Trays 40 and 42, post rack 44, and covers 46 and 48 may be assembled in heating compartment 24 in the following way. First, covers 46 and 48 are mounted on post rack 44. More particularly, as may be seen in FIG. 9, cover 46 is mounted on post rack 44 by fitting posts 122, 124, 141, and 143 through surrounding holes 81, 83, 85, and 87, respectively, so that cover 46 rests on stop members 125 and 145. Similarly, cover 48 is mounted on post rack 44 by fitting posts 142, 144, 161, and 163 through holes 91, 93, 95, and 97, respectively, so that cover 48 rests on stop members 145 and 165.

In a similar fashion, trays 40 and 42, loop rack 244, and covers 246 and 248 may be assembled in heating compartment 24. First, covers 246 and 248 are mounted on loop rack 244. More particularly, as may be seen in FIG. 13, cover 246 is mounted on loop rack 244 by fitting loops 221, 222, 231, and 232 through partially surrounding notches 281, 282, 283, and 284, respectively, so that cover 246 rests on stop members 223, 224, 235, and 236. Similarly, cover 248 is mounted on post rack 244 by fitting loops 233, 234, 261, and 262 through notches 291, 292, 293, and 294, respectively, so that cover 248 rests on stop members 237, 238, 263, and 264.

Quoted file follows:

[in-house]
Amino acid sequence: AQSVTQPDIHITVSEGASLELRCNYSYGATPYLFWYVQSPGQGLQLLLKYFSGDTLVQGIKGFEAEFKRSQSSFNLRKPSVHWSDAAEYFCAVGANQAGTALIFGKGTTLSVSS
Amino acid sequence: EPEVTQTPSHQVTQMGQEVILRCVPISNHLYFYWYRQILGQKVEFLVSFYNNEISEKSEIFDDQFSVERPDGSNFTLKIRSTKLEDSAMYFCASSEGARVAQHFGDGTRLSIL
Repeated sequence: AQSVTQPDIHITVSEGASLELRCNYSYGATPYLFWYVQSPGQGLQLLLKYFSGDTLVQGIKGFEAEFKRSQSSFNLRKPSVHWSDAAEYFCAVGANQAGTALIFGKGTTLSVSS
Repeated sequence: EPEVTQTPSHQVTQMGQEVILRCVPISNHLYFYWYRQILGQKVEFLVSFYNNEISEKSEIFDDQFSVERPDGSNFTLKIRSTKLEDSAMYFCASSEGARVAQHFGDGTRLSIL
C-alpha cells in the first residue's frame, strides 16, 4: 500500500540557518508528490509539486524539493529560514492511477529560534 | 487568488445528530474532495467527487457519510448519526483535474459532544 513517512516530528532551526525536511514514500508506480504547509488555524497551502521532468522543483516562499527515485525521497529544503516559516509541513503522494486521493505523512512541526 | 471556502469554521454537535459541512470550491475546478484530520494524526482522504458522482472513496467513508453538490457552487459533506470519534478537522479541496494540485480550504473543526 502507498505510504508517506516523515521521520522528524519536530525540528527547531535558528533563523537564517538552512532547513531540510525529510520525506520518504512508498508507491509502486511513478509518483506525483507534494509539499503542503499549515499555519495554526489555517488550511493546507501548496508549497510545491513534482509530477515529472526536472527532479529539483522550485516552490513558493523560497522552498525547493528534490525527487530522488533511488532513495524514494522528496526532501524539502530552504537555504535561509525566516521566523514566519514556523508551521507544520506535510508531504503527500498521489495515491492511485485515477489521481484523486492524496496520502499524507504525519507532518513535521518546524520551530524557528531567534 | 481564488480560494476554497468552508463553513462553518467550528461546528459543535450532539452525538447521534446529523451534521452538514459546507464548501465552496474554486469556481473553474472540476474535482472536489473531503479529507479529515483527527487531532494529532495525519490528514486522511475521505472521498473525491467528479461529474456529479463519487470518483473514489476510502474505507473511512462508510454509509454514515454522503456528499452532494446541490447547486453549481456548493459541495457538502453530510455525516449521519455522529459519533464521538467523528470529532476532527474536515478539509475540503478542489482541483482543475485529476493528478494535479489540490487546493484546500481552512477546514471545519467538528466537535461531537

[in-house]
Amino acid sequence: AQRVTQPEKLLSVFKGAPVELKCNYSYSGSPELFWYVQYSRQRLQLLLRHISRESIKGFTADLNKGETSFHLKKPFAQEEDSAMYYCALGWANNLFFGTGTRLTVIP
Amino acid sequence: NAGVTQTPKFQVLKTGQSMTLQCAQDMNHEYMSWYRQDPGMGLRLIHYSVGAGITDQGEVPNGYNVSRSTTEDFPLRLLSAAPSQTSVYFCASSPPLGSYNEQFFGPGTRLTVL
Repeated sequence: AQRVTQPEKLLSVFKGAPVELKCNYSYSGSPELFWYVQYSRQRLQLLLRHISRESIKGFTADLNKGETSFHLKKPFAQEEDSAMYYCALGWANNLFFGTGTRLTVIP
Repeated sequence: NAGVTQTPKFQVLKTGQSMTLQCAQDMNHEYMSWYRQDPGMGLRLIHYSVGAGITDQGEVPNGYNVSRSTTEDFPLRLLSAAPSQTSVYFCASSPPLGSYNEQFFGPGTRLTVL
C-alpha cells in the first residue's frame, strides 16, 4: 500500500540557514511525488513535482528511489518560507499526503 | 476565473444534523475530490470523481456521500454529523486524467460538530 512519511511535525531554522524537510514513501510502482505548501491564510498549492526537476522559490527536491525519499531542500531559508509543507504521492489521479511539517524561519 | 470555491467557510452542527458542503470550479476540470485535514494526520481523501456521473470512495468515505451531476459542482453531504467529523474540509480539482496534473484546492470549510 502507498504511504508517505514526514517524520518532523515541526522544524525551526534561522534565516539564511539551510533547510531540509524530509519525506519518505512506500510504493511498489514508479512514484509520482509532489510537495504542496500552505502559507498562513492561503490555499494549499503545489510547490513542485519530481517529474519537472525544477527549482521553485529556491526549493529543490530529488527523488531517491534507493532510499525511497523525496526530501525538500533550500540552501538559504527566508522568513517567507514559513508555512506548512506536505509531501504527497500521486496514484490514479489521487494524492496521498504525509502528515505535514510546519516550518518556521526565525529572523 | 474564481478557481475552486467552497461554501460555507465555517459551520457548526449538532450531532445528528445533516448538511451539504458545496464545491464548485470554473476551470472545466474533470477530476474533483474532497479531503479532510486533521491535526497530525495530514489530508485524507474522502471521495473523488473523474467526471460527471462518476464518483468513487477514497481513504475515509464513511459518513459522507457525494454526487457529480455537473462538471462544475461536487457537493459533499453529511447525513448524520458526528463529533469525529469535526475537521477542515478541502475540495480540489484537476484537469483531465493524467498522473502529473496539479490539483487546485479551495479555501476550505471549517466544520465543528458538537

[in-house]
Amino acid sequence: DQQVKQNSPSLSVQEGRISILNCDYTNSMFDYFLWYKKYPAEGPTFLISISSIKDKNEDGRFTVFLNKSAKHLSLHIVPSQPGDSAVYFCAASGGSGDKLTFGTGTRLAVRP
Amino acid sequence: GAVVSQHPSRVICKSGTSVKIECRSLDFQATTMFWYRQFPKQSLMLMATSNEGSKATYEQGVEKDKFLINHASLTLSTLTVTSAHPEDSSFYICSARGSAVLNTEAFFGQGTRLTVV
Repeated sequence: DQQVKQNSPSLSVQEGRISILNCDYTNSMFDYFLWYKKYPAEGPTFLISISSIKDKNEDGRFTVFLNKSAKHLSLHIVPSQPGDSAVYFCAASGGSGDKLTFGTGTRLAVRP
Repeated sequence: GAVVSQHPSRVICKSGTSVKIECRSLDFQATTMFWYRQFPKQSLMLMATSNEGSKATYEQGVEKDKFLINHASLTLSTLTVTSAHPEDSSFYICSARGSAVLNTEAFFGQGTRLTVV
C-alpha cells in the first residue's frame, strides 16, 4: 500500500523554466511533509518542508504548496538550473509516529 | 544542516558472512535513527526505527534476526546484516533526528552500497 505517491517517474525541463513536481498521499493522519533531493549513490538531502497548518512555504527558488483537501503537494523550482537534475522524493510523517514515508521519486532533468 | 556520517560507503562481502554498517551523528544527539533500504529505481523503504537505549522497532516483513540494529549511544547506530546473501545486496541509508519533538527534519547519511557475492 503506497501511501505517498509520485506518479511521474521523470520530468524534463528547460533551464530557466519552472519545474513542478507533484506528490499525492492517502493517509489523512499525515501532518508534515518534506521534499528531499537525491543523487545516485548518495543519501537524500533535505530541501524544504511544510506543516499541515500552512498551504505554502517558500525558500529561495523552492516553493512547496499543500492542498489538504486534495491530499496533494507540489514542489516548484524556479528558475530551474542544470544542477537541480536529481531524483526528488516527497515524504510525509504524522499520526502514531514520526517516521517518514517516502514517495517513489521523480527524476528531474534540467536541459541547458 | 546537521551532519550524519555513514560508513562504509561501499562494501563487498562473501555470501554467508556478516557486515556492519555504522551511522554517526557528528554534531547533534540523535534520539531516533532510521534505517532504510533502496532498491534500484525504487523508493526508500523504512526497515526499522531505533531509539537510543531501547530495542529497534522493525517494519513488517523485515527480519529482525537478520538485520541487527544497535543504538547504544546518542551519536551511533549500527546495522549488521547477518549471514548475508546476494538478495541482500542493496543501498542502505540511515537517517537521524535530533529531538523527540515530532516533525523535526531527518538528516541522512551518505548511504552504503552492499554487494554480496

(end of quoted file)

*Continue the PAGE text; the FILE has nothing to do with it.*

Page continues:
Once covers 46 and 48 have been mounted in this way, post rack 44 or loop rack 244 may be inserted into heating compartment 24 through the front 18 of food warming apparatus 10, e.g., using handle 120 for post rack 44 or handle 220 for loop rack 244, so that frame 100 for post rack 44 or frame 200 for loop rack 244 is supported by lower compartment surface 34. If the back 20 of food warming apparatus 10 is open, post rack 44 or loop rack 244 may be inserted into the back of heating compartment 24. Either post rack 44 or loop rack 244 rack may be supported by lower heating compartment surface 34, by mounting brackets 45 and 47 above lower heating compartment surface 34, or in some other way. Then, trays 40 and 42 may be inserted into the front of heating compartment 24 by sliding them over frame member 108 of post rack 44 or frame member 208 of loop rack 244. If the back 20 of food warming apparatus 10 is open, trays 40 and 42 may be inserted into the back of heating compartment 24 by sliding them over frame member 110 of post rack 44 or frame member 210 of loop rack 244.

For post rack 44, the insertion of trays 40 and 42 into heating compartment 24 lifts up covers 46 and 48, as described above, to attain the configuration illustrated in FIGS. 9 and 10. Upon insertion of tray 40, posts 122, 124, 141, and 143 acting as guide members may guide cover 46 upward. Similarly, upon insertion of tray 42, posts 142, 144, 161, and 163 acting as guide members may guide cover 48 upward.